london Office 10a Soho Square
THE GRAMOPHONE Incorporating VOX. THE RADIO CRITIC and BROADCAST REVIEW
COMPTON MACKENZIE and CHRISTOPHER STONE
Telephone Gerrard 2136. 2131
Telecrams Parmaxto. Rat". Londo",
I have received outspoken and obviously sincere expressions of opinion from two dealers, strongly criticising the warm praise I gave to the Decca records of Sir Henry Wood and the Queen's Hall Orchestra. For obvious reasons I cannot give the names of my two correspondents, who are both dealers, but I will say that they are both \vell-known men in the trade, one with a business in the South of England, the other with a business in the Midlands. A from the south· disagrees with my judgment on artistic grounds. B from the Midlands attacks i t on economic grounds. Here is an abbreviation of what A says:
" I am in the record trade, and naturally I want to sell records, but a queer str'eak in my make-up prevents my offering any record which I would not buy myself. . . . I do not stock any recent recordings which seem to me definitely bad. What, then, was my surprise to find you praising to the skies the new Decca 2s. 6d. records by Wood. . . . I feel that nobodv could possibly praise these rackety, harsh and over-amplified records with sincerity. I have often had occasion to dislike your opinions and your way of expressing them; but I have never before had occasion to distrust the sincerity of them. . . . I do feel that your desire for a cheap recording has exceeded your powers of calm judgment. But is i t fair to recommend these records except as good at the price? . . . I would also remind you that i t is probable that you are listening in a large room with a specially good instrument. I think you should try a more standard machine in ordinary conditions, when you will probably realise the very poor nature of' these recordings." .
As soon as this letter reached me I played through again the Beethoven Fifth Symphony, The Ride of the Valkyries, the Humoreske, and the Prelude in C minor, and I will say at once that I saw no reason for recanting what I said about them in the August GRAMOPHONE. They do, in my opinion, fairly represent a performance by the Queen's Hall Orchestra under Sir Henry Wood at a Promenade Concert. Sir Henry Wood himself has declared that these records "are not only faithful reproductions of my interpretations, but there is a subtle balance of part, a melodic interest, a true orchestral colour, and a grip of essential detail that really
give me an intense artistic satisfaction." I must remind my correspondent that I claim no more for these rp.col·ds than Sir Henry himself claims for them. I f you ask me to say with my hand upon my heart that I consider Sir Henry's interpretation of the Fifth Symphony the ideal interpretation, I shall reply frankly that I do not. At the same time, I have to remember that the first performance I heard of the Fifth Symphony, when I was in my 'teens, was a performance at a Promenade Concert conducted by Sir Henry Wood. lowe to him an immense musical debt which is owed equally by thousands and thousands of people in this country, and, like thousands and thousands of' oth~r people, I should have been in no position to be discussing this or that conductor's interpretation of the Fifth Symphony if once upon a time I had not heard Sir Henry Wood's. The Promenade Concert audience at Queen's HaIL is not a CI'itical audience. Nobody who listens over the wireless to the wild applause of some mediocre performance of a concerto could suppose that a Promenade audience was anything except a cl'owd of good-natured enthusiasts, and no doubt there are many people who would caU the Fifth Symphony of Beethoven as played at Queen's Hall on such occasions a " rackety, harsh and over-amplified" performance.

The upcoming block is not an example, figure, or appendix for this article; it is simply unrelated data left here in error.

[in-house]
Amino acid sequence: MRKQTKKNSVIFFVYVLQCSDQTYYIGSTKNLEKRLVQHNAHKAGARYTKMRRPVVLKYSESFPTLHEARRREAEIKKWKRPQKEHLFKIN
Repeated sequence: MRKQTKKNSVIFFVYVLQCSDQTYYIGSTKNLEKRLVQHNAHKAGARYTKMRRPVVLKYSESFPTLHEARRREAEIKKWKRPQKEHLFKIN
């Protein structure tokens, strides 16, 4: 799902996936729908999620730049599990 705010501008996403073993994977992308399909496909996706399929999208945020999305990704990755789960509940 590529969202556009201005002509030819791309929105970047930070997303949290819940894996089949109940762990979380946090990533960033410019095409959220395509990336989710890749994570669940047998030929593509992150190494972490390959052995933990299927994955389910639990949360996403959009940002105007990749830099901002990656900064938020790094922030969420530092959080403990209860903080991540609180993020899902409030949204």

vVhat seems to me the dangerous part of A's letter is his suggestion that I approved of these Wood and Decca recol'ds because I was listening to them " in a large room with a specially good instrument." I listened to them in a room seventeen feet by fourteen, which is not particularly large, on my E.M.G. with the extra large horn of which I wrote at length a few mont.hs ago. I readily admit that this is a specially good instrument, but I maintain at the same t ime that all the E.M.G. models, all the E. M. Ginn Expert models, and the latest Cascade model are specially good acoustical instruments. I must presume also that many of the radiograms which are now so generally used are good instruments. \Vhat my correspondent A asks me to believe is that t.he standard machine is incapable of dealing with these records. In that case I have no hesitation in retorting that the standard machine is incapable of dealing with any record except those or cinema organs and crooners. How long is i t going to be before people realise that the better the instrument t.he